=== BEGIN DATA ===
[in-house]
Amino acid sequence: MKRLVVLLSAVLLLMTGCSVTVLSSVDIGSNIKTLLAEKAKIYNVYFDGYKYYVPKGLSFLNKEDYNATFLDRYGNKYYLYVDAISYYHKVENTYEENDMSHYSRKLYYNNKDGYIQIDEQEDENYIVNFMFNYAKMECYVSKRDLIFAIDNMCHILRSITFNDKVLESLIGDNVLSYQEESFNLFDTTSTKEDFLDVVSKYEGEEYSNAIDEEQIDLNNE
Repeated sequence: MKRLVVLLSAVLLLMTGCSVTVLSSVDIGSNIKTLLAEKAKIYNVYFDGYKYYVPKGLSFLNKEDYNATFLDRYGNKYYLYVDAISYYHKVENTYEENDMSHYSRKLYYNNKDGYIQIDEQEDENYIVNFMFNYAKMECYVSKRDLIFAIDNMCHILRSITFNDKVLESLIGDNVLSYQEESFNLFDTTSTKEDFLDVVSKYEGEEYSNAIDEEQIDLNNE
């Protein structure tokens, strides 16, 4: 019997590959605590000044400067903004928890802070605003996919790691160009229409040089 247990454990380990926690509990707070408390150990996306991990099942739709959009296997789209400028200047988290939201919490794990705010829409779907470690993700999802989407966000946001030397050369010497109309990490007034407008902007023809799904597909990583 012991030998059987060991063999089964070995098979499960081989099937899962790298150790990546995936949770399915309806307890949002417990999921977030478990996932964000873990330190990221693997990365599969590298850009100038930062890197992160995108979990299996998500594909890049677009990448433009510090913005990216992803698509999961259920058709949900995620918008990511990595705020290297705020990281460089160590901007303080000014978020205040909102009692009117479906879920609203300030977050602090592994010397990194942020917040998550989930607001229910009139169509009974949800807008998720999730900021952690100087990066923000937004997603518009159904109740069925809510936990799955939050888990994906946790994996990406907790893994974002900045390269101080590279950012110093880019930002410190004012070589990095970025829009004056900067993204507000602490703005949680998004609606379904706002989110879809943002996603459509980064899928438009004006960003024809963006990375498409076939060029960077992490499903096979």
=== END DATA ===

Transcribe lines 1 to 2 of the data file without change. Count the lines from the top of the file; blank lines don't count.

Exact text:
[in-house]
Amino acid sequence: MKRLVVLLSAVLLLMTGCSVTVLSSVDIGSNIKTLLAEKAKIYNVYFDGYKYYVPKGLSFLNKEDYNATFLDRYGNKYYLYVDAISYYHKVENTYEENDMSHYSRKLYYNNKDGYIQIDEQEDENYIVNFMFNYAKMECYVSKRDLIFAIDNMCHILRSITFNDKVLESLIGDNVLSYQEESFNLFDTTSTKEDFLDVVSKYEGEEYSNAIDEEQIDLNNE